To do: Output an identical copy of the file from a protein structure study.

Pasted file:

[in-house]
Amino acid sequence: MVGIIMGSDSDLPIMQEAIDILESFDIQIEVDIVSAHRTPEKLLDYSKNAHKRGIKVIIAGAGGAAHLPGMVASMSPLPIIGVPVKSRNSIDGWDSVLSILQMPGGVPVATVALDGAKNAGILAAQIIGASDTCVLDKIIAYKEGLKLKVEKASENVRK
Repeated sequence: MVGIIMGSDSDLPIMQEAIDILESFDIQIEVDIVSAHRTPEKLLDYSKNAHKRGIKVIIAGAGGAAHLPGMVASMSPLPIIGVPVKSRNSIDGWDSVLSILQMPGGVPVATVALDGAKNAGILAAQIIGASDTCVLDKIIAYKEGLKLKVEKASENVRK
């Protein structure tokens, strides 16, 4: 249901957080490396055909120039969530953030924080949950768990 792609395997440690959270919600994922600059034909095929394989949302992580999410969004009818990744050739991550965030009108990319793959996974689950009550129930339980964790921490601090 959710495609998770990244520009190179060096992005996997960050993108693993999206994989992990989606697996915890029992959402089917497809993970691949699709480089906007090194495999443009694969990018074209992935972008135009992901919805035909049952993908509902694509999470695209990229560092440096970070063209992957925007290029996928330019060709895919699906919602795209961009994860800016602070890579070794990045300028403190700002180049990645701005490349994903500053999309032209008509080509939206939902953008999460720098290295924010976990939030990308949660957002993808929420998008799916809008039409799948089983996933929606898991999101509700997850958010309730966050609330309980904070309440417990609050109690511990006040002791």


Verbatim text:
[in-house]
Amino acid sequence: MVGIIMGSDSDLPIMQEAIDILESFDIQIEVDIVSAHRTPEKLLDYSKNAHKRGIKVIIAGAGGAAHLPGMVASMSPLPIIGVPVKSRNSIDGWDSVLSILQMPGGVPVATVALDGAKNAGILAAQIIGASDTCVLDKIIAYKEGLKLKVEKASENVRK
Repeated sequence: MVGIIMGSDSDLPIMQEAIDILESFDIQIEVDIVSAHRTPEKLLDYSKNAHKRGIKVIIAGAGGAAHLPGMVASMSPLPIIGVPVKSRNSIDGWDSVLSILQMPGGVPVATVALDGAKNAGILAAQIIGASDTCVLDKIIAYKEGLKLKVEKASENVRK
């Protein structure tokens, strides 16, 4: 249901957080490396055909120039969530953030924080949950768990 792609395997440690959270919600994922600059034909095929394989949302992580999410969004009818990744050739991550965030009108990319793959996974689950009550129930339980964790921490601090 959710495609998770990244520009190179060096992005996997960050993108693993999206994989992990989606697996915890029992959402089917497809993970691949699709480089906007090194495999443009694969990018074209992935972008135009992901919805035909049952993908509902694509999470695209990229560092440096970070063209992957925007290029996928330019060709895919699906919602795209961009994860800016602070890579070794990045300028403190700002180049990645701005490349994903500053999309032209008509080509939206939902953008999460720098290295924010976990939030990308949660957002993808929420998008799916809008039409799948089983996933929606898991999101509700997850958010309730966050609330309980904070309440417990609050109690511990006040002791």